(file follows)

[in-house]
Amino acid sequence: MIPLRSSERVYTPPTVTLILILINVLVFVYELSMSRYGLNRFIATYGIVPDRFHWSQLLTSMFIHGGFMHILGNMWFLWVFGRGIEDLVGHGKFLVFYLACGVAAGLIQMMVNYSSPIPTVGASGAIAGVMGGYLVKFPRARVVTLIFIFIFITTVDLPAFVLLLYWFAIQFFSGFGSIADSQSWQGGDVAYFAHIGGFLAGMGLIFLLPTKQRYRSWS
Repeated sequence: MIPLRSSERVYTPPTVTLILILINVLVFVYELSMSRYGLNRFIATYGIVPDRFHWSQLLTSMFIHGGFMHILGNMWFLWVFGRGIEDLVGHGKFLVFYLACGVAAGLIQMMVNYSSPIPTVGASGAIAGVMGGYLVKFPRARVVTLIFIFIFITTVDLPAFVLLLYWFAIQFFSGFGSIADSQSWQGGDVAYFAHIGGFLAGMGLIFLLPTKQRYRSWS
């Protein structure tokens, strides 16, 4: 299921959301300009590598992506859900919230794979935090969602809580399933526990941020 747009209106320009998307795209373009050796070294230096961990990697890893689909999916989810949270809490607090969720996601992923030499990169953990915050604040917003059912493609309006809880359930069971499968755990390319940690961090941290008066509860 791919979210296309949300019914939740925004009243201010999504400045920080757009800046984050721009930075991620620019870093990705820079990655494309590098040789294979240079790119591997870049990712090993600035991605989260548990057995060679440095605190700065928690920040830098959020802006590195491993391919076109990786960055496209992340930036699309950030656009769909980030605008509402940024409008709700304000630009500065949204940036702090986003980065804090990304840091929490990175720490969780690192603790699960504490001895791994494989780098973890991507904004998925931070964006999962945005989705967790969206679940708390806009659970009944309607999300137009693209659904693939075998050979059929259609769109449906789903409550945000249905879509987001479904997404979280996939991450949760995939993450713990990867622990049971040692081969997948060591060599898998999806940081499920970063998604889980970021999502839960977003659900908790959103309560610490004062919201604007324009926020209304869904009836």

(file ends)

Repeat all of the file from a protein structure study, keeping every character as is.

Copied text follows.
[in-house]
Amino acid sequence: MIPLRSSERVYTPPTVTLILILINVLVFVYELSMSRYGLNRFIATYGIVPDRFHWSQLLTSMFIHGGFMHILGNMWFLWVFGRGIEDLVGHGKFLVFYLACGVAAGLIQMMVNYSSPIPTVGASGAIAGVMGGYLVKFPRARVVTLIFIFIFITTVDLPAFVLLLYWFAIQFFSGFGSIADSQSWQGGDVAYFAHIGGFLAGMGLIFLLPTKQRYRSWS
Repeated sequence: MIPLRSSERVYTPPTVTLILILINVLVFVYELSMSRYGLNRFIATYGIVPDRFHWSQLLTSMFIHGGFMHILGNMWFLWVFGRGIEDLVGHGKFLVFYLACGVAAGLIQMMVNYSSPIPTVGASGAIAGVMGGYLVKFPRARVVTLIFIFIFITTVDLPAFVLLLYWFAIQFFSGFGSIADSQSWQGGDVAYFAHIGGFLAGMGLIFLLPTKQRYRSWS
């Protein structure tokens, strides 16, 4: 299921959301300009590598992506859900919230794979935090969602809580399933526990941020 747009209106320009998307795209373009050796070294230096961990990697890893689909999916989810949270809490607090969720996601992923030499990169953990915050604040917003059912493609309006809880359930069971499968755990390319940690961090941290008066509860 791919979210296309949300019914939740925004009243201010999504400045920080757009800046984050721009930075991620620019870093990705820079990655494309590098040789294979240079790119591997870049990712090993600035991605989260548990057995060679440095605190700065928690920040830098959020802006590195491993391919076109990786960055496209992340930036699309950030656009769909980030605008509402940024409008709700304000630009500065949204940036702090986003980065804090990304840091929490990175720490969780690192603790699960504490001895791994494989780098973890991507904004998925931070964006999962945005989705967790969206679940708390806009659970009944309607999300137009693209659904693939075998050979059929259609769109449906789903409550945000249905879509987001479904997404979280996939991450949760995939993450713990990867622990049971040692081969997948060591060599898998999806940081499920970063998604889980970021999502839960977003659900908790959103309560610490004062919201604007324009926020209304869904009836």